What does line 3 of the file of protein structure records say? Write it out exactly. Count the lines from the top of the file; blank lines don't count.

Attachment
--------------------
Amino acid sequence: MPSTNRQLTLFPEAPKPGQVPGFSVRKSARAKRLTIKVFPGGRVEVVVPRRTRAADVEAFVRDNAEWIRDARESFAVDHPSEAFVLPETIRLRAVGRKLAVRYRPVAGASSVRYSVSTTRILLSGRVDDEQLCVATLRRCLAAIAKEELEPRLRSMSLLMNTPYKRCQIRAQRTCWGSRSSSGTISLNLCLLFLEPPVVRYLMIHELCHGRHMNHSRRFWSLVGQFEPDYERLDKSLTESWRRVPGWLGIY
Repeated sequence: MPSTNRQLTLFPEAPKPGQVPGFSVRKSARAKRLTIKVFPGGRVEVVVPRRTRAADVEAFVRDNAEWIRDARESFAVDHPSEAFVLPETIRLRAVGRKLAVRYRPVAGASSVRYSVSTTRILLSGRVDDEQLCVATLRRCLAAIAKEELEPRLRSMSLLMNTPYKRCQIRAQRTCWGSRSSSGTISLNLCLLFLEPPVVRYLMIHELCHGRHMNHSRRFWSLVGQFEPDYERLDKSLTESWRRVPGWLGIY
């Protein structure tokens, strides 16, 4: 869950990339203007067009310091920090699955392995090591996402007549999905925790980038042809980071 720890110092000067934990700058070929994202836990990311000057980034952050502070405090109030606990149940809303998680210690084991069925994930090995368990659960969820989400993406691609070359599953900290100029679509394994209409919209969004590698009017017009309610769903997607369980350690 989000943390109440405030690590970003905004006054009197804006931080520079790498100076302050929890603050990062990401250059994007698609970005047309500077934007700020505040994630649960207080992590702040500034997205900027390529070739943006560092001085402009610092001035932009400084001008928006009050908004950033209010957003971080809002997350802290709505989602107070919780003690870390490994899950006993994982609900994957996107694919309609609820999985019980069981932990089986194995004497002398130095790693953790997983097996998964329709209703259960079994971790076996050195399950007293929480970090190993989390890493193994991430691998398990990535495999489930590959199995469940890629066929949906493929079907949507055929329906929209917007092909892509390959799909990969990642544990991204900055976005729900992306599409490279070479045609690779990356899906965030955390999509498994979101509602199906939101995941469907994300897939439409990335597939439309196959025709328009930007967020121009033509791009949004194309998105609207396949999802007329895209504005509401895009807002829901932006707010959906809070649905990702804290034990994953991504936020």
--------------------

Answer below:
């Protein structure tokens, strides 16, 4: 869950990339203007067009310091920090699955392995090591996402007549999905925790980038042809980071 720890110092000067934990700058070929994202836990990311000057980034952050502070405090109030606990149940809303998680210690084991069925994930090995368990659960969820989400993406691609070359599953900290100029679509394994209409919209969004590698009017017009309610769903997607369980350690 989000943390109440405030690590970003905004006054009197804006931080520079790498100076302050929890603050990062990401250059994007698609970005047309500077934007700020505040994630649960207080992590702040500034997205900027390529070739943006560092001085402009610092001035932009400084001008928006009050908004950033209010957003971080809002997350802290709505989602107070919780003690870390490994899950006993994982609900994957996107694919309609609820999985019980069981932990089986194995004497002398130095790693953790997983097996998964329709209703259960079994971790076996050195399950007293929480970090190993989390890493193994991430691998398990990535495999489930590959199995469940890629066929949906493929079907949507055929329906929209917007092909892509390959799909990969990642544990991204900055976005729900992306599409490279070479045609690779990356899906965030955390999509498994979101509602199906939101995941469907994300897939439409990335597939439309196959025709328009930007967020121009033509791009949004194309998105609207396949999802007329895209504005509401895009807002829901932006707010959906809070649905990702804290034990994953991504936020």